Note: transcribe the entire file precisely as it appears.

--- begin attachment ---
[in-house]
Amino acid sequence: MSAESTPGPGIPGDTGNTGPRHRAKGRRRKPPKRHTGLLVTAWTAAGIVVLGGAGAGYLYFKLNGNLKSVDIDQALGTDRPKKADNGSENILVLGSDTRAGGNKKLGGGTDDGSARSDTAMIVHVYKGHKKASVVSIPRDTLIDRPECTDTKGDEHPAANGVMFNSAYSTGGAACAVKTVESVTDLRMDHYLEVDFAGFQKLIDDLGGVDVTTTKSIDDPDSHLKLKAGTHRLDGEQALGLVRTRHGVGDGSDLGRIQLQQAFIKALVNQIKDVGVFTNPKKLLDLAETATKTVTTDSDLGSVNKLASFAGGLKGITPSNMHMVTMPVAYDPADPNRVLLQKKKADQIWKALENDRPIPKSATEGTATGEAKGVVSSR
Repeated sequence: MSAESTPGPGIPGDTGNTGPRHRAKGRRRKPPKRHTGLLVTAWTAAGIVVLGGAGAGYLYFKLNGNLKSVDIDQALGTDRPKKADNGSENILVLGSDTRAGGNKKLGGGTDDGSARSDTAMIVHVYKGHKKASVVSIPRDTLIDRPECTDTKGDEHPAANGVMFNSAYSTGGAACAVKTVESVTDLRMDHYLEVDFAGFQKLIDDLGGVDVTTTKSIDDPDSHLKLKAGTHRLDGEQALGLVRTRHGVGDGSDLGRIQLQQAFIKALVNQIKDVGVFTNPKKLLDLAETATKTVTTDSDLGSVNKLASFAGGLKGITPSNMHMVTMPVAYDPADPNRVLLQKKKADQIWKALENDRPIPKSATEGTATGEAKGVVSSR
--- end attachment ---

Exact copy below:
[in-house]
Amino acid sequence: MSAESTPGPGIPGDTGNTGPRHRAKGRRRKPPKRHTGLLVTAWTAAGIVVLGGAGAGYLYFKLNGNLKSVDIDQALGTDRPKKADNGSENILVLGSDTRAGGNKKLGGGTDDGSARSDTAMIVHVYKGHKKASVVSIPRDTLIDRPECTDTKGDEHPAANGVMFNSAYSTGGAACAVKTVESVTDLRMDHYLEVDFAGFQKLIDDLGGVDVTTTKSIDDPDSHLKLKAGTHRLDGEQALGLVRTRHGVGDGSDLGRIQLQQAFIKALVNQIKDVGVFTNPKKLLDLAETATKTVTTDSDLGSVNKLASFAGGLKGITPSNMHMVTMPVAYDPADPNRVLLQKKKADQIWKALENDRPIPKSATEGTATGEAKGVVSSR
Repeated sequence: MSAESTPGPGIPGDTGNTGPRHRAKGRRRKPPKRHTGLLVTAWTAAGIVVLGGAGAGYLYFKLNGNLKSVDIDQALGTDRPKKADNGSENILVLGSDTRAGGNKKLGGGTDDGSARSDTAMIVHVYKGHKKASVVSIPRDTLIDRPECTDTKGDEHPAANGVMFNSAYSTGGAACAVKTVESVTDLRMDHYLEVDFAGFQKLIDDLGGVDVTTTKSIDDPDSHLKLKAGTHRLDGEQALGLVRTRHGVGDGSDLGRIQLQQAFIKALVNQIKDVGVFTNPKKLLDLAETATKTVTTDSDLGSVNKLASFAGGLKGITPSNMHMVTMPVAYDPADPNRVLLQKKKADQIWKALENDRPIPKSATEGTATGEAKGVVSSR